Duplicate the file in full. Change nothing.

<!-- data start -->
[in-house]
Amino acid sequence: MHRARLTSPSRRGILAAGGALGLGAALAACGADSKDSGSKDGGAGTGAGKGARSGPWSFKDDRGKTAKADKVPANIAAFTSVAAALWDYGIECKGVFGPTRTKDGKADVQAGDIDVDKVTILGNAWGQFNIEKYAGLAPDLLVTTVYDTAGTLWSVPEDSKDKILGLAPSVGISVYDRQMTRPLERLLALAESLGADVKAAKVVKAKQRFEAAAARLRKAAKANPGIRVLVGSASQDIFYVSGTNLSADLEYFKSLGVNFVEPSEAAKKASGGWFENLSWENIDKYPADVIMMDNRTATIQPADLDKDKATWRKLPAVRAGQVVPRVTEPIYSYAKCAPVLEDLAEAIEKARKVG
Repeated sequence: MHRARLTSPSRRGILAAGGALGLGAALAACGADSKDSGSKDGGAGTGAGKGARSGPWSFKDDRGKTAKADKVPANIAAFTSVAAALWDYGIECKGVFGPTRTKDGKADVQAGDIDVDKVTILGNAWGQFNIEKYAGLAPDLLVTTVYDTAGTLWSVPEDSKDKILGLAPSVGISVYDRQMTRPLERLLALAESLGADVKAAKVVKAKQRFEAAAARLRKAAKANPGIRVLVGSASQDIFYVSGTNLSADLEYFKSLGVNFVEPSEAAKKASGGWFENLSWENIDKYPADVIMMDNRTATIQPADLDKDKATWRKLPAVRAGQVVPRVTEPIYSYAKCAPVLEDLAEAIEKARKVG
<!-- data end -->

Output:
[in-house]
Amino acid sequence: MHRARLTSPSRRGILAAGGALGLGAALAACGADSKDSGSKDGGAGTGAGKGARSGPWSFKDDRGKTAKADKVPANIAAFTSVAAALWDYGIECKGVFGPTRTKDGKADVQAGDIDVDKVTILGNAWGQFNIEKYAGLAPDLLVTTVYDTAGTLWSVPEDSKDKILGLAPSVGISVYDRQMTRPLERLLALAESLGADVKAAKVVKAKQRFEAAAARLRKAAKANPGIRVLVGSASQDIFYVSGTNLSADLEYFKSLGVNFVEPSEAAKKASGGWFENLSWENIDKYPADVIMMDNRTATIQPADLDKDKATWRKLPAVRAGQVVPRVTEPIYSYAKCAPVLEDLAEAIEKARKVG
Repeated sequence: MHRARLTSPSRRGILAAGGALGLGAALAACGADSKDSGSKDGGAGTGAGKGARSGPWSFKDDRGKTAKADKVPANIAAFTSVAAALWDYGIECKGVFGPTRTKDGKADVQAGDIDVDKVTILGNAWGQFNIEKYAGLAPDLLVTTVYDTAGTLWSVPEDSKDKILGLAPSVGISVYDRQMTRPLERLLALAESLGADVKAAKVVKAKQRFEAAAARLRKAAKANPGIRVLVGSASQDIFYVSGTNLSADLEYFKSLGVNFVEPSEAAKKASGGWFENLSWENIDKYPADVIMMDNRTATIQPADLDKDKATWRKLPAVRAGQVVPRVTEPIYSYAKCAPVLEDLAEAIEKARKVG